The Savoia-Marchetti S.M. 81 „Pipistrello“
From the original to the model
An independent part of the collections of the Aviation Museum Hannover-Laatzen are the more than 1,000 scale models, mainly of the international standards 1/72 and 1/48.
Such true-to-the-original miniatures enable viewers of museum technology history to gain an "overview", not only of the individual exhibit (sometimes even as the only possibility of a three-dimensional display if there is no longer a preserved original), but also of the developmental lines of aircraft construction by means of the possible sequencing and juxtaposition here; sometimes they even close gaps in the presentation of the originals. Their craftsmanship alone is a pleasure to behold.
Translated with www.DeepL.com/Translator (free version)
Heute stellen wir Ihnen in unserer Reihe ´Modell des Monats´ das dreimotorige Kampf- und Transportflugzeug Savoia-Marchetti S.M. 81 „Pipistrello“ (Fledermaus) von 1935 vor; weitere Beispiele des einst höchst renommierten italienischen Flugzeugbaues finden sich in verschiedenen Vitrinen der Ausstellungshalle 2.
The model: Challenging as well as beautiful
Our 1/72 kit with 126 parts and decal set is by now 50 years young. It was produced by the Italian manufacturer Supermodel in 1973, the manufacturer has long since disappeared from the market. It was quite a challenging kit at the time, which required active thinking as well as some rework here and there, but rewarded this with a detailed and quite exclusive aircraft model. Either an early and colorful version with Piaggo P.X radial engines or a later torpedo bomber in camouflage paint with engines from Alfa-Romeo could be created. Our model shows one of those.
The Original: Old School - The S.M. 81.
The three-engined Savoia-Marchetti S.M. 81 bomber emerged from a passenger and transport aircraft and was (despite a higher type number) the direct predecessor of probably the best land-based torpedo bomber in WWII, the S.M. 79 "Sparviero" (Sparrowhawk).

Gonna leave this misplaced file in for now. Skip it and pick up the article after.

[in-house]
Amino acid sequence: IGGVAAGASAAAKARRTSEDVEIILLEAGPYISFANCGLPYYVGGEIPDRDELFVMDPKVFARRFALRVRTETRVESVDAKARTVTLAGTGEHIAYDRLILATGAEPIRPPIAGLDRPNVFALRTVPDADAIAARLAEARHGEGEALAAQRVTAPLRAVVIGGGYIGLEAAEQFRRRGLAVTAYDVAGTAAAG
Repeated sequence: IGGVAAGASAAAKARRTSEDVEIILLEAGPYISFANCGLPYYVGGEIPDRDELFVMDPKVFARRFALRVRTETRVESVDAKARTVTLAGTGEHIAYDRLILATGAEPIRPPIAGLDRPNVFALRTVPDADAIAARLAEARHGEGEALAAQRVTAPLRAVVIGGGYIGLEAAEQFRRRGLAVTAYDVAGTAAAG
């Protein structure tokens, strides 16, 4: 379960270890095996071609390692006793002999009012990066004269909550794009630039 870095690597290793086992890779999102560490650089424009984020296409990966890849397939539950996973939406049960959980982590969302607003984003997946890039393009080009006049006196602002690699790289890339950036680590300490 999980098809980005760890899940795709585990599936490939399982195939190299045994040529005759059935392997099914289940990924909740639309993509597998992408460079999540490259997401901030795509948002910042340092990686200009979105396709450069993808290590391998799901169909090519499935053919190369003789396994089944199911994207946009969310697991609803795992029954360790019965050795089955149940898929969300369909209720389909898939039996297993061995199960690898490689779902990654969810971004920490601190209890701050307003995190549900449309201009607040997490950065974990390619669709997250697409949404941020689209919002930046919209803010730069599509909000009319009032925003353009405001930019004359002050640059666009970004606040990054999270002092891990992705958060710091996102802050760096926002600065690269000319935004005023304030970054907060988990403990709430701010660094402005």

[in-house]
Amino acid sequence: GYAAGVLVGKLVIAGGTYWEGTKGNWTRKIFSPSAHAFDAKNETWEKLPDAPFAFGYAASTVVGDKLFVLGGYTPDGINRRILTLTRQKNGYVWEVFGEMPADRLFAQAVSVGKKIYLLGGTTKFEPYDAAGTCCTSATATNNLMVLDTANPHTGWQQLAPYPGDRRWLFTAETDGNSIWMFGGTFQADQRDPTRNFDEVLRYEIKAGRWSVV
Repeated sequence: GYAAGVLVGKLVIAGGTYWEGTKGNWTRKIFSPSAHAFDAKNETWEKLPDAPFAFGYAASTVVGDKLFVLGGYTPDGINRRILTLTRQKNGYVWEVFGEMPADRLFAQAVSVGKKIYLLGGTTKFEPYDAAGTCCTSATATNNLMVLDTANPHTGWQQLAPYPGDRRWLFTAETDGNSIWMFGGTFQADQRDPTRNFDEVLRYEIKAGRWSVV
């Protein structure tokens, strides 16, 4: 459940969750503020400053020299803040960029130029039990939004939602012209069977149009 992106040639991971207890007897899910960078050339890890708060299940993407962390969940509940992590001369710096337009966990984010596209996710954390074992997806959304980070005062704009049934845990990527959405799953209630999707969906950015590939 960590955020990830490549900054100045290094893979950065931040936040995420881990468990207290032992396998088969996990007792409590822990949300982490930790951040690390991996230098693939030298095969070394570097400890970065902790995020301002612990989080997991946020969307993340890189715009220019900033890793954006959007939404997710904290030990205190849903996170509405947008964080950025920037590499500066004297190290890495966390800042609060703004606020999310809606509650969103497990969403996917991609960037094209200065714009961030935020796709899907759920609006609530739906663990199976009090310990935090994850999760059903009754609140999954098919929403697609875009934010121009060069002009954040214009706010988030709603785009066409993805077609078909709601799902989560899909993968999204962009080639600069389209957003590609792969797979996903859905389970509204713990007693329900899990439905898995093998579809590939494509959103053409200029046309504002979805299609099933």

Very similar in appearance to the German Junkers Ju 52, the S.M. 81, still of mixed construction with rigid landing gear, fabric-covered wooden wings and metal-grid fuselage, it was "old school," but in both technical design and tactical profile it was the model for the more compact and optimized S.M. 79 design with retractable landing gear that followed it.
With a length of 18.30 m and a wingspan of 24.02 m, it had a maximum weight of 10,000 kg, and a maximum of 6 MGs of 7.7 mm caliber formed its defensive armament. In 1935 the aircraft, with its two weapons turrets on both the upper and lower fuselage sides, was a very advanced design and was used successfully in the Italian colonial wars as well as in the Spanish Civil War. With Italy's entry into World War II in 1940 however, the six-seat S.M. 81 quickly became technically obsolete as a day bomber and, in addition to reconnaissance missions, it was assigned primarily to night missions - hence its nickname "Bat" - and test commands. The torpedo trials in particular paved the way into very successful anti-ship missions of the S.M. 79.
Finally, the S.M. 81 returned to its roots and, after the partial capitulation of Italy in 1943, still flew as a cargo carrier for both sides. Even after the end of the war, some of the 535 aircraft built remained in troop service with the new Italian Air Force for a short time.
Could we arouse your curiosity - Then we would be pleased to welcome you in the Ulmer Straße, opposite the Hannover exhibition grounds!